Chickpea to Cook

The DervishI happened to be packing up books yesterday and came across an Everyman’s Library Pocket Poets book of Rumi poetry. It was small and hidden amongst the other books. Rumi or Jalal al-Din was born in 1228 in northern Afghanistan. There are many who have translated Rumi’s poetry. Translation flavors vary wildly. You get to choose your favorites. This compendium includes several poems from my most favorite translators including Coleman Barks, Andrew Harvey and Kabir Helminski.

This poem struck my eye initially because chickpeas (garbanzo beans) are just about the most favorite food of my grandchildren. Go figure! But it’s been a long-time beloved food of theirs (they are ages 10 and 7.) I stopped my packing efforts and sat down to read.

It’s about a new life born out of fire and turmoil. Thanking the elements that brought it to the new place.

Chickpea to Cook
Rumi – Translated by Coleman Barks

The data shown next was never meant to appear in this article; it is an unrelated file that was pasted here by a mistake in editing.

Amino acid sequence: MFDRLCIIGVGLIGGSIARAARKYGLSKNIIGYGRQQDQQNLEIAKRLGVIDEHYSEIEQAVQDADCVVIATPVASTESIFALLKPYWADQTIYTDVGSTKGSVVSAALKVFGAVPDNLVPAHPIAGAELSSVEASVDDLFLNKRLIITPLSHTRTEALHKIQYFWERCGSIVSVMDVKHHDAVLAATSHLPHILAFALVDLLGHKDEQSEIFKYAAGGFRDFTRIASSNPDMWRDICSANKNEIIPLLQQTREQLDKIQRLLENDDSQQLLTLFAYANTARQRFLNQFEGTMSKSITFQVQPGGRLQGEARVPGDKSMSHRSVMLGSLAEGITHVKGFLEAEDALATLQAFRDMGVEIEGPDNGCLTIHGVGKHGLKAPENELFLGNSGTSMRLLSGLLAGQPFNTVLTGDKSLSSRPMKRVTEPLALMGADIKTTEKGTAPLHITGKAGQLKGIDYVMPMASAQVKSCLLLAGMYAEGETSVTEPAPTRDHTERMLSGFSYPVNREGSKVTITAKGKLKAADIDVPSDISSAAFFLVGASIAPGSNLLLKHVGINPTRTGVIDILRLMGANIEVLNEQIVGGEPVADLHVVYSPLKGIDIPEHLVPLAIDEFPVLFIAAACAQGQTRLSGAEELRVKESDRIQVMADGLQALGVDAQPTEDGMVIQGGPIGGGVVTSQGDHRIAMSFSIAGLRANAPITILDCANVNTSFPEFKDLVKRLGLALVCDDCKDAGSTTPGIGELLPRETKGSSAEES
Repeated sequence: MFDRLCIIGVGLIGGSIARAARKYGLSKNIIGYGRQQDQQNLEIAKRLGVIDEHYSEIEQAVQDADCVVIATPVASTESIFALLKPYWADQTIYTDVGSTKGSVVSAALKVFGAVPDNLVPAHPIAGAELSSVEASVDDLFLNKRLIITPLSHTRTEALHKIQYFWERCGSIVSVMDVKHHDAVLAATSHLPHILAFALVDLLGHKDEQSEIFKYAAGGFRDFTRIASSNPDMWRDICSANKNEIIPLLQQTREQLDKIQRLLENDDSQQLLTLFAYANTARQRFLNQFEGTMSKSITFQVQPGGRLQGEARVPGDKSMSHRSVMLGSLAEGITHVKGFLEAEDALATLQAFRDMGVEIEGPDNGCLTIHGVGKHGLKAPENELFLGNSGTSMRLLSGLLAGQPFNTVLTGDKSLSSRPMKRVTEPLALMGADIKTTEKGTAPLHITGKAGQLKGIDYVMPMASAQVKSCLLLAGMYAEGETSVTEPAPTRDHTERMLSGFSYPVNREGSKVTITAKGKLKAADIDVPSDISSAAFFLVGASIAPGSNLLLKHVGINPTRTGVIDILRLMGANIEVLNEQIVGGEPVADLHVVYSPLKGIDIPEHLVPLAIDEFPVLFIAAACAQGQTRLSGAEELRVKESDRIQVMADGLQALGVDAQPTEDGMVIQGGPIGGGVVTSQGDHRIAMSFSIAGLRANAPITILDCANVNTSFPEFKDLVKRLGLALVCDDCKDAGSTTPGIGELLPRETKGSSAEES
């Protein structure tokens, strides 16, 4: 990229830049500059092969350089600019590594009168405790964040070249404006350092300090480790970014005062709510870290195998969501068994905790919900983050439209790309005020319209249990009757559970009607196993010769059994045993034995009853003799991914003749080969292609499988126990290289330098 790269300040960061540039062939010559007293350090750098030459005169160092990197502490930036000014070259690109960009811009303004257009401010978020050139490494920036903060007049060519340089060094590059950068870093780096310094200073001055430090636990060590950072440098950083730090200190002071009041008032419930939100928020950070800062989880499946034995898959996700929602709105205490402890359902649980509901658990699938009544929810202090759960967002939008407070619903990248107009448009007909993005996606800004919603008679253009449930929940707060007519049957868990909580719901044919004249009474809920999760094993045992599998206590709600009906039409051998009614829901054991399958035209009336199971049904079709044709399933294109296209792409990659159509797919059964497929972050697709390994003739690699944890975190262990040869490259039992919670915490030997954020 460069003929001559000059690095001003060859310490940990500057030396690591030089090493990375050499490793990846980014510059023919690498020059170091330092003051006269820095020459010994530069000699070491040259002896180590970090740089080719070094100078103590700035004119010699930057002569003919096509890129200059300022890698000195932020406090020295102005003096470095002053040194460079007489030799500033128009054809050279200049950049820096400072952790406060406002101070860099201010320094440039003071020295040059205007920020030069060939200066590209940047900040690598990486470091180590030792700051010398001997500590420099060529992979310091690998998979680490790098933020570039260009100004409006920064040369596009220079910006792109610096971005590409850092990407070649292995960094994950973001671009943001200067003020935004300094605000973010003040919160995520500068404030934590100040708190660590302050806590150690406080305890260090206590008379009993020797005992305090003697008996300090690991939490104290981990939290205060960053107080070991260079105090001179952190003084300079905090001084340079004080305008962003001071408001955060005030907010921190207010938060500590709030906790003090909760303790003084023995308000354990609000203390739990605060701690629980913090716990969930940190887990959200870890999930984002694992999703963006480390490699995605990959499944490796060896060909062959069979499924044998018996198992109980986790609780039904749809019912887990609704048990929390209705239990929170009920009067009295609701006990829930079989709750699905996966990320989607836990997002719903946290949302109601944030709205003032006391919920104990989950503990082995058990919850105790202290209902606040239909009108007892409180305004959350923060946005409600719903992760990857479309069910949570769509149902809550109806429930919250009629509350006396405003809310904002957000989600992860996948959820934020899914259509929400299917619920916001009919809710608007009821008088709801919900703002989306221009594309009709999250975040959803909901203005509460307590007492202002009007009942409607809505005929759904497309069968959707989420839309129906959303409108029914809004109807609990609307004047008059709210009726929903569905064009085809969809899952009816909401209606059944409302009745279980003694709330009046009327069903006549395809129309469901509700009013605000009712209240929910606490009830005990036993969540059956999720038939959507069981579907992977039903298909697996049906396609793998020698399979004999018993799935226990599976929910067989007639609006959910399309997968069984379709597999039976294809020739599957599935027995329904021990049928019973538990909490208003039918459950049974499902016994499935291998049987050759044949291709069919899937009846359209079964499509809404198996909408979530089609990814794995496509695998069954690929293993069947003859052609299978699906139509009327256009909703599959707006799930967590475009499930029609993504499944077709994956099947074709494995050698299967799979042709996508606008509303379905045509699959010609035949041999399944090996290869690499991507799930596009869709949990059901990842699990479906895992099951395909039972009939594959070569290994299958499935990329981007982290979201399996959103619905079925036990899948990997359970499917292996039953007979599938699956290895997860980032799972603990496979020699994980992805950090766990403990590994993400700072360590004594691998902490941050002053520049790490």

A chickpea leaps almost over the rim of the pot
where it’s being boiled.

‘Why are you doing this to me?’

The cook knocks him down with the ladle.

‘Don’t you try to jump out.
You think I’m torturing you.
I’m giving you flavor,
so you can mix with spices and rice
and be the lovely vitality of a human being.

Remember when you drank rain in the garden.
That was for this.’

Grace first. Sexual pleasure,
then a boiling new life begins,
and the Friend has something good to eat.

Eventually the chickpea will say to the cook,
‘Boil me some more.
Hit me with the skimming spoon.
I can’t do this by myself.

I’m like an elephant that dreams of gardens
back in Hindustan and doesn’t pay attention
to his driver. You’re my cook, my driver,
my way into existence. I love your cooking.’

The cook says,
‘I was once like you,
fresh from the ground. Then I boiled in time,
and boiled in the body, two fierce boilings.

My animal soul grew powerful.
I controlled it with practices,
and boiled some more, and boiled
once beyond that,
and became your teacher.’


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